House Democrats on Wednesday morning began to raise several concerns with the $1.1 trillion spending package that leaders from both parties had agreed upon a day earlier.
"I urged the members to review the legislation," House Minority Leader Nancy Pelosi, D-California, told reporters after huddling with her caucus.
Democrats are concerned, Pelosi said, with the effect the lifting of the 40-year-old crude oil export ban will have on American jobs, such as moving them overseas. Democrats had pushed for renewable energy tax credits in exchange for the repeal of that ban.
"Members are curious to see what the renewable package is to offset the damage done by the exportation of the oil," Pelosi said.
The more than 2,000-page measure also doesn't include a provision to grant Puerto Rico agencies access to Chapter 9 bankruptcy as it faces its debt crisis. Pelosi said the spending package ignores Puerto Rico's problem and doesn't do anything substantial to address it.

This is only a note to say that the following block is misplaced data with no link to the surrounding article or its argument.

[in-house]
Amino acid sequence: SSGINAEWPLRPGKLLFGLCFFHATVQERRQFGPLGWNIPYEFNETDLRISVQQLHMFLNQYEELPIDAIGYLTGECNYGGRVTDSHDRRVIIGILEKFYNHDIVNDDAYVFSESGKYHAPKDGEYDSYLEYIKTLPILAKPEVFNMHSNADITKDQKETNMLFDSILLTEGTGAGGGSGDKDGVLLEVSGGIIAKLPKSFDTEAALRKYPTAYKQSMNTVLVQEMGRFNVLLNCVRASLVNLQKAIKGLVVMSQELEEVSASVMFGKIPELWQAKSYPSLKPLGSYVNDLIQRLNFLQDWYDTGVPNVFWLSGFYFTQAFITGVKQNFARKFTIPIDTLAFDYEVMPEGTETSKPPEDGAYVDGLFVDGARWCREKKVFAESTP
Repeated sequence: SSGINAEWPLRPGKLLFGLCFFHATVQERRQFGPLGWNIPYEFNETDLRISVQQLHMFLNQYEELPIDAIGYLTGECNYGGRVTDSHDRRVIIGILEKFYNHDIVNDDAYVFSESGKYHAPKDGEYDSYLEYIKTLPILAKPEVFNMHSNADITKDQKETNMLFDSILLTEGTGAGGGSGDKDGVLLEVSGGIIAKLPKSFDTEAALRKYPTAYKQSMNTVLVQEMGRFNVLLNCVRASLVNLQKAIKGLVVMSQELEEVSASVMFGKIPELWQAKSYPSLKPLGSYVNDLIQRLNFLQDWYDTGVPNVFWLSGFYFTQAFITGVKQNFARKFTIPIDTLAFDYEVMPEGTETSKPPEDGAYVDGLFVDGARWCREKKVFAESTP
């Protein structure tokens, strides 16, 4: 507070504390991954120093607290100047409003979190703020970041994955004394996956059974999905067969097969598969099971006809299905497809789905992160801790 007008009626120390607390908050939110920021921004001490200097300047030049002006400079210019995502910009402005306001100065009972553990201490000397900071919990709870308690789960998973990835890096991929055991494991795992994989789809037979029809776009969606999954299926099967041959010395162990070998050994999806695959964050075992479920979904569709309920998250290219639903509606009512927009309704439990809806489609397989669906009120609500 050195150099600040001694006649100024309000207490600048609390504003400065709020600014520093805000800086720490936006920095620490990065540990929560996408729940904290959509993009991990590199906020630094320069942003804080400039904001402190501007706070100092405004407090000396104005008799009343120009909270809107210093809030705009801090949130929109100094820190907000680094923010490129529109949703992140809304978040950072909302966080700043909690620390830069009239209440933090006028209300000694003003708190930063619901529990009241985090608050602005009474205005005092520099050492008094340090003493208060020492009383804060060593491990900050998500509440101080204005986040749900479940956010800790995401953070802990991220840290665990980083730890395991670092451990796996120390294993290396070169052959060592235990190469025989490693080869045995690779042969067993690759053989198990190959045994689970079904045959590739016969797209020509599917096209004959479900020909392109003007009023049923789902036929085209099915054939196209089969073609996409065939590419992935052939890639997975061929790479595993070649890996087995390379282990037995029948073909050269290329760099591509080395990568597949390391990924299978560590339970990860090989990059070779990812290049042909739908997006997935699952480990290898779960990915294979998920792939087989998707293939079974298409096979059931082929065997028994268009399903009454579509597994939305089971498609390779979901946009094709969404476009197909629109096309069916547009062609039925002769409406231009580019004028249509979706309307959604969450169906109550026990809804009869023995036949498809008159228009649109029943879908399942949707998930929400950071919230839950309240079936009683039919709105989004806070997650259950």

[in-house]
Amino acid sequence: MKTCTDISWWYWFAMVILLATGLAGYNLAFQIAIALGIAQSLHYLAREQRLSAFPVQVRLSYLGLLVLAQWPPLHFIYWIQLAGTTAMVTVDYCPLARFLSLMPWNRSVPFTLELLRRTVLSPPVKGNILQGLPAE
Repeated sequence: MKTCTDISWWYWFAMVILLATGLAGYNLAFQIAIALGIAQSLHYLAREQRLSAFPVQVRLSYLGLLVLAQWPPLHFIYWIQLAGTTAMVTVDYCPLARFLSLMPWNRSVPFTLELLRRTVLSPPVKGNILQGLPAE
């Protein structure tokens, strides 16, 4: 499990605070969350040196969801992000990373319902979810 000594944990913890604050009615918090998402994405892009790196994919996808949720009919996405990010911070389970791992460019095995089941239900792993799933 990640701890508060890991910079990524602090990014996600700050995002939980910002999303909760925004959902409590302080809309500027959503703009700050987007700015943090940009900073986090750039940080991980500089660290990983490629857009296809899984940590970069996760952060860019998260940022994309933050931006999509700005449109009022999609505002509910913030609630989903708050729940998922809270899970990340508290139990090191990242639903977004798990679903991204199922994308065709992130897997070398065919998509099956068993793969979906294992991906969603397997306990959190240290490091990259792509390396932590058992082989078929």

"I hope the speaker will today," said Pelosi, who said the list of complaints "go on and on," but suggested these issues might not blow up the deal. "We're trying to be as positive as possible because we must keep government open."
Speaker Paul Ryan, R-Wisconsin, meanwhile, touted the deal as being "bipartisan" and "bicameral."
Asked if he anticipated reopening negotiations, Ryan simply said, "No."
Democrats also blasted the separate bill that would extend several expired tax breaks (known as the "tax extenders") that was part of the deal. Some of those tax breaks would have been extended permanently, and Democrats objected to the cost, which could reach nearly $800 billion over the next decade, according to the Committee for a Responsible Federal Budget. Democrats instead proposed that Congress pass a two-year tax extender package instead.
While Democrats are voicing concerns about the lifting of the crude oil export ban and Puerto Rico, they managed to prevent a number of controversial policy riders proposed by Republicans.
The House is set to vote on the bill, which would fund the government through September, on Friday. Both chambers must pass another short-term spending bill first to avert a shutdown on Wednesday night.